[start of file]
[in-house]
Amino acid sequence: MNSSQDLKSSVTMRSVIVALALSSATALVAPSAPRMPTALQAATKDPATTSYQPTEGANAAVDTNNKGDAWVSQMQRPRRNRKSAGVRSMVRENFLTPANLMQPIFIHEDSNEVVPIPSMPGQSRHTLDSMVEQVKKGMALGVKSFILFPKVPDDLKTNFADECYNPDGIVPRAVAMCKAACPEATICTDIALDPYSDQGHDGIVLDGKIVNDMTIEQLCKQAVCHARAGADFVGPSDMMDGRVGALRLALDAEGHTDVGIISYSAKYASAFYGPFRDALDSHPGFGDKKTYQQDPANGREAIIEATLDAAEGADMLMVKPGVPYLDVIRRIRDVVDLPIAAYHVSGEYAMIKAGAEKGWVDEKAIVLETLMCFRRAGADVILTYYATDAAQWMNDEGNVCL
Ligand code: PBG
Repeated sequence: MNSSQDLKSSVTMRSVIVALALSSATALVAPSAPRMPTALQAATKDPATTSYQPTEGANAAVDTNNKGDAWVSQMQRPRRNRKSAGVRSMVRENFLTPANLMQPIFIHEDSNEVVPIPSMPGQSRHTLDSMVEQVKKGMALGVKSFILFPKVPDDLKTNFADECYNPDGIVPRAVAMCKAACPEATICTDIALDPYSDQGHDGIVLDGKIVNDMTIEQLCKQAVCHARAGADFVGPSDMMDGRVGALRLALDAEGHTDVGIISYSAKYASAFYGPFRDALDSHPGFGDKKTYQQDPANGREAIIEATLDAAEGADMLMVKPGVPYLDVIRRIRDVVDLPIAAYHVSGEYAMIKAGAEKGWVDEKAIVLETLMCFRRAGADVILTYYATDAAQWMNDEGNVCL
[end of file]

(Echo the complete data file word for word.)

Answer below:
[in-house]
Amino acid sequence: MNSSQDLKSSVTMRSVIVALALSSATALVAPSAPRMPTALQAATKDPATTSYQPTEGANAAVDTNNKGDAWVSQMQRPRRNRKSAGVRSMVRENFLTPANLMQPIFIHEDSNEVVPIPSMPGQSRHTLDSMVEQVKKGMALGVKSFILFPKVPDDLKTNFADECYNPDGIVPRAVAMCKAACPEATICTDIALDPYSDQGHDGIVLDGKIVNDMTIEQLCKQAVCHARAGADFVGPSDMMDGRVGALRLALDAEGHTDVGIISYSAKYASAFYGPFRDALDSHPGFGDKKTYQQDPANGREAIIEATLDAAEGADMLMVKPGVPYLDVIRRIRDVVDLPIAAYHVSGEYAMIKAGAEKGWVDEKAIVLETLMCFRRAGADVILTYYATDAAQWMNDEGNVCL
Ligand code: PBG
Repeated sequence: MNSSQDLKSSVTMRSVIVALALSSATALVAPSAPRMPTALQAATKDPATTSYQPTEGANAAVDTNNKGDAWVSQMQRPRRNRKSAGVRSMVRENFLTPANLMQPIFIHEDSNEVVPIPSMPGQSRHTLDSMVEQVKKGMALGVKSFILFPKVPDDLKTNFADECYNPDGIVPRAVAMCKAACPEATICTDIALDPYSDQGHDGIVLDGKIVNDMTIEQLCKQAVCHARAGADFVGPSDMMDGRVGALRLALDAEGHTDVGIISYSAKYASAFYGPFRDALDSHPGFGDKKTYQQDPANGREAIIEATLDAAEGADMLMVKPGVPYLDVIRRIRDVVDLPIAAYHVSGEYAMIKAGAEKGWVDEKAIVLETLMCFRRAGADVILTYYATDAAQWMNDEGNVCL